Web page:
Sure, Motorola, Samsung, LG, HTC, Dell, and other top tier PC and phone makers have been hogging the Android tablet headlines lately. But the folks at Notion Ink have been shipping their Adam tablet since January, offering one of the first devices with an optional Pixel Qi sunlight readable display and a dual core NVIDIA Tegra 2 processor.

Since the Adam began shipping before Google’s tablet-optimized version of Android was available, Notion Ink developed a custom users interface and suite of apps to run on Android 2.2. But now the company says it will soon offer a software upgrade to Android 3.0 Honeycomb.

That doesn’t mean the Eden software is going out the window. Instead, the company has ported the Eden apps to run on Honeycomb.

The Indian company is also increasing the size of its support, sales, and software design teams.

If you’re keeping track of these things, the Notion Ink Adam tablet is one of a handful of dual core Android tablets which are priced much lower than the Apple iPad 2.

A WiFi-only Adam tablet with a standard LCD runs about $375 and features a 1 GHz NVIDIA Tegra 2 dual core chip, a 10.1 inch, 1024 x 600 pixel display, 1GB of RAM, 8GB of storage, and a 24.6 Whr battery. It also has a unusual 3.2MP camera built into the edge of the case which can rotate to face forward or back.

The iPad 2, on the other hand, has a dual core Apple A5 processor, a 9.7 inch, 1024 x 768 pixel display, front and rear cameras, support for more than 65,000 iPad apps, and a new ultrathin design.

Of course, the biggest advantage Apple has over Notion Ink (aside from name recognition) is the fact that you’ll be able to walk into a store on March 11th and buy an iPad 2. The Adam tablet is available in limited quantities, and you’ll have to wait until Notion Ink opens the next round of orders before you can plunk down any cash for the tablet.



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7 replies on “Notion Ink is preparing a Honeycomb update for the Adam tablet”

  1. Notion Ink has come a long way in a short period of time. Of course, Apple can throw out the red carpet and flashing lights for a product. They’ve been around for 30 years. In my opinion, NI’s only problem was they tried to be bigger than what they were. They bit off a little more than they could chew. They are paying for that now, but sooner than later they will figure it out and will have a great product. Apple gets by because they are Apple, not everything is perfect in their playbook either.

  2. Sounds like you are defiantly investing in a “kit car” kind of tablet. If you like tinkering on something that does not quite fit together this is your product. Don’t see how they will be able to really compete with the big boys in the short and medium term…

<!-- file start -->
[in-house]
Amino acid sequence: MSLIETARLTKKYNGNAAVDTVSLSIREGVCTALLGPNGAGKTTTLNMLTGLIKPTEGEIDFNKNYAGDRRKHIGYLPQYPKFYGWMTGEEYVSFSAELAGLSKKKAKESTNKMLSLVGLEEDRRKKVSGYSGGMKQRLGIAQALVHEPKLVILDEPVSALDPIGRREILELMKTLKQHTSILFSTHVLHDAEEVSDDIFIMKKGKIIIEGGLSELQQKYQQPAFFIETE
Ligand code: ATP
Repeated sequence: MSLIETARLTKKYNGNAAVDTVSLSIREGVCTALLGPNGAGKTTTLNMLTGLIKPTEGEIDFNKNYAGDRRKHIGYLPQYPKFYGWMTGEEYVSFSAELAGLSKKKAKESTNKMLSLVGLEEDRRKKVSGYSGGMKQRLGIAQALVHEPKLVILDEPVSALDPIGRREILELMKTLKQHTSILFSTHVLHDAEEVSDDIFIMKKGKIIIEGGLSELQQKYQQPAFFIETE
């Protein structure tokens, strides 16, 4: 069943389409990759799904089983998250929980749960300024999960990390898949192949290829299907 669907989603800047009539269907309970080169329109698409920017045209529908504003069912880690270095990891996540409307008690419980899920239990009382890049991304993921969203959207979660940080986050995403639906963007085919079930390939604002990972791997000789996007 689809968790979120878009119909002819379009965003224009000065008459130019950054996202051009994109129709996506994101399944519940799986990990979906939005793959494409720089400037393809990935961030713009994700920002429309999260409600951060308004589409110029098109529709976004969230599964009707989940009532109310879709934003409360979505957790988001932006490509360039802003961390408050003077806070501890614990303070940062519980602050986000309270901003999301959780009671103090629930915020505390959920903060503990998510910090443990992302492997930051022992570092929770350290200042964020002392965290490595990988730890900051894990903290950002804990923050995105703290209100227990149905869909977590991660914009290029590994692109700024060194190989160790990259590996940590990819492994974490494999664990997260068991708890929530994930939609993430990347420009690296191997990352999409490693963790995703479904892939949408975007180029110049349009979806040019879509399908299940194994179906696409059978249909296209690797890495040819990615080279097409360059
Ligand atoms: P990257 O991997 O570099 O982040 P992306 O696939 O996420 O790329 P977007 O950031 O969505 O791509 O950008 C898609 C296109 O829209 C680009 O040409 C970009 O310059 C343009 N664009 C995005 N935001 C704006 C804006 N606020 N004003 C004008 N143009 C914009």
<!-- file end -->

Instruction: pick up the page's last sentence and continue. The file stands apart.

3. I forgot that the Notion Ink Adam even existed. What was their status? DOA? I suspect that this was the case for many.

  4. Rooting for the underdog is not supposed to be safe, or the easy decision. Underdog rooting it is supposed to be the more problematic side to take with more risks.

    But what was I thinking?!

    Once again, I forgot that Notion Ink is not allowed to release a small bit of information and news sites are not allowed to report on it. I forgot that Apple, Dell, Samsung, or Sony can do that, but that Notion Ink has ‘special rules’ that need to apply when we talk about them.

    “Horse feathers!” I say. Keep reporting the new Brad because you are doing a fine job of it from my perspective.

  5. I’ll admit NI has had a whole bunch of problems, but its hard to argue with the fact that they really produced a quality piece of hardware. I got my Adam in after lots of waiting and grief, but its really impressive. Definitely NOT for everybody. People who don’t want to play around with custom roms and hacks should get the iPad. Its not perfect, but it is something that is unique, exciting, and with lots of potential.

  6. Sorry but what really was the point of this article? NI has repeatedly said they’d be after honeycomb since it became known honeycomb would be for tablets.

    How about the complete lack of customer service (despite having “hired so many more”)? How about you talk about the customers such as rambler who gave NI a second(third fourth fifth really) shot and sent in their device only to be ignored and forced to go through the process of a refund via their cc companies?

    Good grief I’m all for rooting for the underdog but you can’t just let them sweep their problems under the rug.

    1. You could have known upfront that you would encounter issues. It is a start up company and a newly developed tabled.
      I have two, that is I have one and my wife has one, and yes it is absolutely not flawless but it is a hell of a tablet and I am looking forward to the update to honeycombe.

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